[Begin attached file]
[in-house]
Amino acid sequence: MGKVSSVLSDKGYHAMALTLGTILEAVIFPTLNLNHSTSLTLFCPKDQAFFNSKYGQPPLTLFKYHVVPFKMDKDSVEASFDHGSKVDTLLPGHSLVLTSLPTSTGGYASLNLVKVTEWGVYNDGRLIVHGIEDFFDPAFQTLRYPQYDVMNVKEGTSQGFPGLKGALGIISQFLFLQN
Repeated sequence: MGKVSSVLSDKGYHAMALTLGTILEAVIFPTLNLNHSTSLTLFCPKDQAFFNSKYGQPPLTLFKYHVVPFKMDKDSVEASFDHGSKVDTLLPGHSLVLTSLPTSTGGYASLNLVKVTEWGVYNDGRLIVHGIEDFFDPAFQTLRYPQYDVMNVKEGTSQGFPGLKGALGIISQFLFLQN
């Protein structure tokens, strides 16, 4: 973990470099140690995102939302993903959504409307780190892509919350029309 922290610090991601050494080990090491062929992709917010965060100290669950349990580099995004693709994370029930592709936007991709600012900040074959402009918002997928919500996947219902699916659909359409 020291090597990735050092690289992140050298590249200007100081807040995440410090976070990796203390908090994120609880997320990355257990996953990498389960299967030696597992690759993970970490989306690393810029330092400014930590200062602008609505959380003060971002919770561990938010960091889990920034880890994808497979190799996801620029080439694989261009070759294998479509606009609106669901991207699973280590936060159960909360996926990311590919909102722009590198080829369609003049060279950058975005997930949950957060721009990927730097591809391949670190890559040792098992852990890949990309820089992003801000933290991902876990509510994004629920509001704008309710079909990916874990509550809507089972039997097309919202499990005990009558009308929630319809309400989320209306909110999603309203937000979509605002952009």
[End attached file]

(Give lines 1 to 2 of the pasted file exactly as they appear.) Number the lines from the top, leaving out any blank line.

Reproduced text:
[in-house]
Amino acid sequence: MGKVSSVLSDKGYHAMALTLGTILEAVIFPTLNLNHSTSLTLFCPKDQAFFNSKYGQPPLTLFKYHVVPFKMDKDSVEASFDHGSKVDTLLPGHSLVLTSLPTSTGGYASLNLVKVTEWGVYNDGRLIVHGIEDFFDPAFQTLRYPQYDVMNVKEGTSQGFPGLKGALGIISQFLFLQN